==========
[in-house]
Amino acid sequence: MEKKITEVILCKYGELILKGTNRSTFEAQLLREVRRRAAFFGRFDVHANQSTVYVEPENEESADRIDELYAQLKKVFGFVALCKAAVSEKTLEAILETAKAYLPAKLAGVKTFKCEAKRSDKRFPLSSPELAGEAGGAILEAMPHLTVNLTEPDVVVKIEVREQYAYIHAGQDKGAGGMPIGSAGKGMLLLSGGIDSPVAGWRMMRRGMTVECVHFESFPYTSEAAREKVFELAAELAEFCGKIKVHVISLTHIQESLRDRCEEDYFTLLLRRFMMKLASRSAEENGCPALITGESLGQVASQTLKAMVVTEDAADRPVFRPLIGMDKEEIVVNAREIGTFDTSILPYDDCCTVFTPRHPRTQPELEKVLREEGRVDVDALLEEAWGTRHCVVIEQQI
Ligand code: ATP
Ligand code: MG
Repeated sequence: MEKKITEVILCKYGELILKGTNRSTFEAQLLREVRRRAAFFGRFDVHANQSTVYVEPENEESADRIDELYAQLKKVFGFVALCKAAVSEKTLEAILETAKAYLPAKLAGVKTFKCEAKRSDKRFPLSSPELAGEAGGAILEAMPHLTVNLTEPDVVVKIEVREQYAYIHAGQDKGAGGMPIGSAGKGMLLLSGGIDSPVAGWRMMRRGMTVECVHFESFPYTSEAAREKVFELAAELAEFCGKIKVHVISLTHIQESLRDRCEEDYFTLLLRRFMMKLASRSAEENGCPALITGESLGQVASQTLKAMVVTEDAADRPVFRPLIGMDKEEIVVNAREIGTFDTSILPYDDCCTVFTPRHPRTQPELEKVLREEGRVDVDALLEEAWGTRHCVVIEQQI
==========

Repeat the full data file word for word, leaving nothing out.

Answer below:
[in-house]
Amino acid sequence: MEKKITEVILCKYGELILKGTNRSTFEAQLLREVRRRAAFFGRFDVHANQSTVYVEPENEESADRIDELYAQLKKVFGFVALCKAAVSEKTLEAILETAKAYLPAKLAGVKTFKCEAKRSDKRFPLSSPELAGEAGGAILEAMPHLTVNLTEPDVVVKIEVREQYAYIHAGQDKGAGGMPIGSAGKGMLLLSGGIDSPVAGWRMMRRGMTVECVHFESFPYTSEAAREKVFELAAELAEFCGKIKVHVISLTHIQESLRDRCEEDYFTLLLRRFMMKLASRSAEENGCPALITGESLGQVASQTLKAMVVTEDAADRPVFRPLIGMDKEEIVVNAREIGTFDTSILPYDDCCTVFTPRHPRTQPELEKVLREEGRVDVDALLEEAWGTRHCVVIEQQI
Ligand code: ATP
Ligand code: MG
Repeated sequence: MEKKITEVILCKYGELILKGTNRSTFEAQLLREVRRRAAFFGRFDVHANQSTVYVEPENEESADRIDELYAQLKKVFGFVALCKAAVSEKTLEAILETAKAYLPAKLAGVKTFKCEAKRSDKRFPLSSPELAGEAGGAILEAMPHLTVNLTEPDVVVKIEVREQYAYIHAGQDKGAGGMPIGSAGKGMLLLSGGIDSPVAGWRMMRRGMTVECVHFESFPYTSEAAREKVFELAAELAEFCGKIKVHVISLTHIQESLRDRCEEDYFTLLLRRFMMKLASRSAEENGCPALITGESLGQVASQTLKAMVVTEDAADRPVFRPLIGMDKEEIVVNAREIGTFDTSILPYDDCCTVFTPRHPRTQPELEKVLREEGRVDVDALLEEAWGTRHCVVIEQQI